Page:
Mohammed ‘Raza’ Haque, dubbed the jihad giant because of his imposing 6’ 7” frame, was Anjem Choudary’s personal bodyguard before slipping out of the country for Syria in 2014, where he became one of the infamous IS executioners, even beheading one supposed informer on video.
Siddhartha Dhar was organising most of ALM’s public activities when the Islamic State was created and before long he skipped bail and shocked the world by posting a picture on social media on him posing with a Kalashnikov rifle. Dhar, who goes by the Islamic name Abu Rumaysah al-Britani, became a pivotal part of the IS propaganda operation, producing manuals and literature to encourage others to join.
In January 2018, the US State Department categorised him as Specially Designated Global Terrorist, adding:
“He is considered to have replaced ISIS executioner Mohammad Emwazi, also known as “Jihadi John.” Dhar is believed to be the masked leader who appeared in a January 2016 ISIS video of the execution of several prisoners ISIS accused of spying for the UK.”
His current whereabouts are unknown, though it is suggested that he may have been killed in a drone attack. However, that has not been confirmed.
Our list of 12 ALM activists in Syria is just the tip of the iceberg and the true figure is likely to be a lot higher. It is believed that 20-25 went from Luton alone, with some having already returned before the Caliphate collapsed.
Al-Muhajiroun’s European network, largely built up by Choudary over the previous few years, has probably dispatched more people to Syria than any other network in western Europe. Groups in Belgium, France, Italy, Portugal, the Netherlands, Sweden, Norway and Denmark sent hundreds of fighters between them.
A court in Belgium heard how Sharia4Belgium sent 59 people from the Antwerp region alone. Court papers show how Choudary played an integral role in setting up Sharia4Belgium, developing a 24-week political indoctrination course and even channeling money to the group.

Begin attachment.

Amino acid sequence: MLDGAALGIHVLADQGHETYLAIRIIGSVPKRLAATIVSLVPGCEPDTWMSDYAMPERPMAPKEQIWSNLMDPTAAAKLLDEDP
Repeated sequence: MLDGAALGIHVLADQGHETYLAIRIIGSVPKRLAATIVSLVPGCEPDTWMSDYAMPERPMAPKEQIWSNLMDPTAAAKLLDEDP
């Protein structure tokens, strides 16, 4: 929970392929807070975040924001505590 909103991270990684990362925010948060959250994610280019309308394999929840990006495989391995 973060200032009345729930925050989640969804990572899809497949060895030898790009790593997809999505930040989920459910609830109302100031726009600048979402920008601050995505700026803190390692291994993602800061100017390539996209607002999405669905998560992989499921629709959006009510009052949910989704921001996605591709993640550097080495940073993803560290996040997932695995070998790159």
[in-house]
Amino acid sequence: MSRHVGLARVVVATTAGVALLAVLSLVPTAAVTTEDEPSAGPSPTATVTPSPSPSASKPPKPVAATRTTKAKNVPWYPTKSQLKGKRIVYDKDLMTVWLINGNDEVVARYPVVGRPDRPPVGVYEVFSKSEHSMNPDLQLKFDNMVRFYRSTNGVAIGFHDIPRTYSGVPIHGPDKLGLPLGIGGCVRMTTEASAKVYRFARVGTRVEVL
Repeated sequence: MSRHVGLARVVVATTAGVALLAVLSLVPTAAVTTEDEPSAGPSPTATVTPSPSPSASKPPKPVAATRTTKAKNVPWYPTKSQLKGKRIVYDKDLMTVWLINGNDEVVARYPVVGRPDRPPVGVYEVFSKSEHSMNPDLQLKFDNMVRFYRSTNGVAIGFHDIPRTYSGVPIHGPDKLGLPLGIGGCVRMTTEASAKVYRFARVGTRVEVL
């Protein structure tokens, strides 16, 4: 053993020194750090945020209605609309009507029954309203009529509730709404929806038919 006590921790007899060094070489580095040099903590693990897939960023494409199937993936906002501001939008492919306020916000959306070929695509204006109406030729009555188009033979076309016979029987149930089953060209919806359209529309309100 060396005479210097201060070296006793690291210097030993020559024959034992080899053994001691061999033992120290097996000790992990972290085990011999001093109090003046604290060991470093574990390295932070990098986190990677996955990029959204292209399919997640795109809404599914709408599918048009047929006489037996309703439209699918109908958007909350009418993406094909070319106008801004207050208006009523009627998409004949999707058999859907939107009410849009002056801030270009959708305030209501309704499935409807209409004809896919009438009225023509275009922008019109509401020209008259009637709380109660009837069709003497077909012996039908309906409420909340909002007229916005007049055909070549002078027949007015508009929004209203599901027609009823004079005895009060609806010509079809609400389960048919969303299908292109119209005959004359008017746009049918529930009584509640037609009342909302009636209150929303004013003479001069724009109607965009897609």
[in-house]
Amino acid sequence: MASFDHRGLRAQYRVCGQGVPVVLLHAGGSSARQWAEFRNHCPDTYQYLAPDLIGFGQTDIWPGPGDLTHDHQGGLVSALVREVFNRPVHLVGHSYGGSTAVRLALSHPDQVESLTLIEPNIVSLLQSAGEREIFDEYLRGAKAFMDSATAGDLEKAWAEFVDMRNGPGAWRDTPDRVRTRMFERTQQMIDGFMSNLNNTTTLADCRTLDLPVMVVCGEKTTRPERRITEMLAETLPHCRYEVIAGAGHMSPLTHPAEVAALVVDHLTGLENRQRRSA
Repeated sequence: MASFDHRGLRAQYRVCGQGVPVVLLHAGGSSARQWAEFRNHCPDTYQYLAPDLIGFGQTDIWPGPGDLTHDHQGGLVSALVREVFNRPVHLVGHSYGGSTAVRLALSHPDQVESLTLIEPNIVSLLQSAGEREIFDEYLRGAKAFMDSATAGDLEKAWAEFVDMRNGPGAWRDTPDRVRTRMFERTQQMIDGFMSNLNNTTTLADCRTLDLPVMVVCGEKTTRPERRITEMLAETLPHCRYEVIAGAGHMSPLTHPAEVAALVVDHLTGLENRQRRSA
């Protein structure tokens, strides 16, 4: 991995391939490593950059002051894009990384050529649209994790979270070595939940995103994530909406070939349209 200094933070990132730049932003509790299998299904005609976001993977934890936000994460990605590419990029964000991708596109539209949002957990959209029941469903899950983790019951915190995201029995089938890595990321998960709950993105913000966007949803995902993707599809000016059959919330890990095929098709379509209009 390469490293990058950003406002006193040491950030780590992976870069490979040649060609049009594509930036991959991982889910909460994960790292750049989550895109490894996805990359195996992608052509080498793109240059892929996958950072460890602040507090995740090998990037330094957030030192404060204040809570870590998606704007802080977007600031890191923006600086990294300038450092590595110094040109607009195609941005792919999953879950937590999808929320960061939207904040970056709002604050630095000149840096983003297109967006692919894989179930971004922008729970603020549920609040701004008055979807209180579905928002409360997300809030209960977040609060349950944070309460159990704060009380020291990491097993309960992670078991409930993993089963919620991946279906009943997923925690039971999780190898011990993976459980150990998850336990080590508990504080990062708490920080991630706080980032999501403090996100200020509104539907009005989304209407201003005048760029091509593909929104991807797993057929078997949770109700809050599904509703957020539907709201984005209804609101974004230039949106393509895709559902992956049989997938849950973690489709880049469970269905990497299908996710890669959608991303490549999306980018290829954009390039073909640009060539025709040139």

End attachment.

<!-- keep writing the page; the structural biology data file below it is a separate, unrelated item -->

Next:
A Dutch intelligence report cites Choudary and Al-Muhajiroun as the spark which helped create a militant jihadist scene in the country. Belgium has been the base of operations for a number of terrorist attacks in the 2010s. Further afield, a study found that Choudary was partly responsible for the rise in support for the Islamic State in Indonesia.
Jytte Klausen, who leads the Western Jihadism Project at Brandeis University, funded by the UK Home Office, told the BBC:
“By my estimate, based on my studies of Western Europeans who have gone to fight, about a third, if not more, are members of these affiliates, these groups.”
A destroyed network
Choudary will re-enter society to find Al-Muhajiroun in a much weakened and largely dormant state. The imprisonment of dozens of ALM activists, to say nothing of those who went to join the Islamic State, has left few active members still at large.
In London, ALM has units in Tower Hamlets, Waltham Forest, Newham and Redbridge, but they do little public activities and groups have largely collapsed in the rest of the capital.
Outside London, ALM only has functioning units in Luton and Derby. The convictions of Tahir Aziz and Mohibur Rahman in 2017 largely put an end to the group in Stoke-on-Trent, while the media publicity and police crackdown following the killing of Nasser and Aseel Muthana has caused the Cardiff group to collapse, or at least go inactive. There is the odd supporter in Birmingham, Leicester and Slough, but even these appear to have dropped out of any activities.